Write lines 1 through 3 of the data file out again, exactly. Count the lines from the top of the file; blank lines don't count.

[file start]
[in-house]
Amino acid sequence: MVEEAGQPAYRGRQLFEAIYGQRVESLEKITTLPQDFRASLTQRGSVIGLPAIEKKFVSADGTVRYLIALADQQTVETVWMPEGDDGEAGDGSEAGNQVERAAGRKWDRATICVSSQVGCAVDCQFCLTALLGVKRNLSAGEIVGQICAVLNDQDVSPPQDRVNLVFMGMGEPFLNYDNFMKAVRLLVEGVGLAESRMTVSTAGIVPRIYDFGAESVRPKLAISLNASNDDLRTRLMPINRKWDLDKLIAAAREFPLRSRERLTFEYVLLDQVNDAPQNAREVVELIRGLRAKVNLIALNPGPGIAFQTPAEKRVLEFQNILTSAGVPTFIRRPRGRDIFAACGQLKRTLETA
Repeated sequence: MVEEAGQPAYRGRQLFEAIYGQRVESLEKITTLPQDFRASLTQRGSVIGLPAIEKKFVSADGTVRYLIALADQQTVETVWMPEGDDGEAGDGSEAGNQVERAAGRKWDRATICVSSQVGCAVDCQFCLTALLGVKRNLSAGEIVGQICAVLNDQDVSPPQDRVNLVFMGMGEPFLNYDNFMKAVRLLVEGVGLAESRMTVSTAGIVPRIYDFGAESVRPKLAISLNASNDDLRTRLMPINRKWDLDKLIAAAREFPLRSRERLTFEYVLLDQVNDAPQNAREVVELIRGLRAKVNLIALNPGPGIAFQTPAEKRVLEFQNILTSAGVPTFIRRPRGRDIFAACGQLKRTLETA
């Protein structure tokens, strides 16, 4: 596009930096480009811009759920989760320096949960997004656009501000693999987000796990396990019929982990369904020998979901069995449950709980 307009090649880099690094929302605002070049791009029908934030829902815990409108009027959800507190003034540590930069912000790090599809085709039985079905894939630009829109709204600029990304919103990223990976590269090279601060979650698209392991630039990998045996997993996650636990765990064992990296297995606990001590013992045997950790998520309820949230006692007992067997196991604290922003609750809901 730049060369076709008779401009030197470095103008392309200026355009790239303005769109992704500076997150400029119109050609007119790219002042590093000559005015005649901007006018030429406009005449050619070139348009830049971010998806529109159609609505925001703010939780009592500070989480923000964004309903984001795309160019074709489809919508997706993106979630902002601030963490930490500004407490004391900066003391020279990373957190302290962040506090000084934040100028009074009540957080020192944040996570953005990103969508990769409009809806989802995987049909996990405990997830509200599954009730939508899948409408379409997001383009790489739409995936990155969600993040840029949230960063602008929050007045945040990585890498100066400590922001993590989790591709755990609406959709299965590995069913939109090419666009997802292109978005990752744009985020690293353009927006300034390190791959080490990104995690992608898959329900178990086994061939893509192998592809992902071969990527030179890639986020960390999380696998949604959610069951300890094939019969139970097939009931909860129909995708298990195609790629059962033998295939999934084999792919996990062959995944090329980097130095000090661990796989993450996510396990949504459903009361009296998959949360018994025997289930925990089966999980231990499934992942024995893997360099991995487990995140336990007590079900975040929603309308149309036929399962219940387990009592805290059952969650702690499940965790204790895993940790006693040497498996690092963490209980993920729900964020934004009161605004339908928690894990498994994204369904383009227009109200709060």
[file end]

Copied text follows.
[in-house]
Amino acid sequence: MVEEAGQPAYRGRQLFEAIYGQRVESLEKITTLPQDFRASLTQRGSVIGLPAIEKKFVSADGTVRYLIALADQQTVETVWMPEGDDGEAGDGSEAGNQVERAAGRKWDRATICVSSQVGCAVDCQFCLTALLGVKRNLSAGEIVGQICAVLNDQDVSPPQDRVNLVFMGMGEPFLNYDNFMKAVRLLVEGVGLAESRMTVSTAGIVPRIYDFGAESVRPKLAISLNASNDDLRTRLMPINRKWDLDKLIAAAREFPLRSRERLTFEYVLLDQVNDAPQNAREVVELIRGLRAKVNLIALNPGPGIAFQTPAEKRVLEFQNILTSAGVPTFIRRPRGRDIFAACGQLKRTLETA
Repeated sequence: MVEEAGQPAYRGRQLFEAIYGQRVESLEKITTLPQDFRASLTQRGSVIGLPAIEKKFVSADGTVRYLIALADQQTVETVWMPEGDDGEAGDGSEAGNQVERAAGRKWDRATICVSSQVGCAVDCQFCLTALLGVKRNLSAGEIVGQICAVLNDQDVSPPQDRVNLVFMGMGEPFLNYDNFMKAVRLLVEGVGLAESRMTVSTAGIVPRIYDFGAESVRPKLAISLNASNDDLRTRLMPINRKWDLDKLIAAAREFPLRSRERLTFEYVLLDQVNDAPQNAREVVELIRGLRAKVNLIALNPGPGIAFQTPAEKRVLEFQNILTSAGVPTFIRRPRGRDIFAACGQLKRTLETA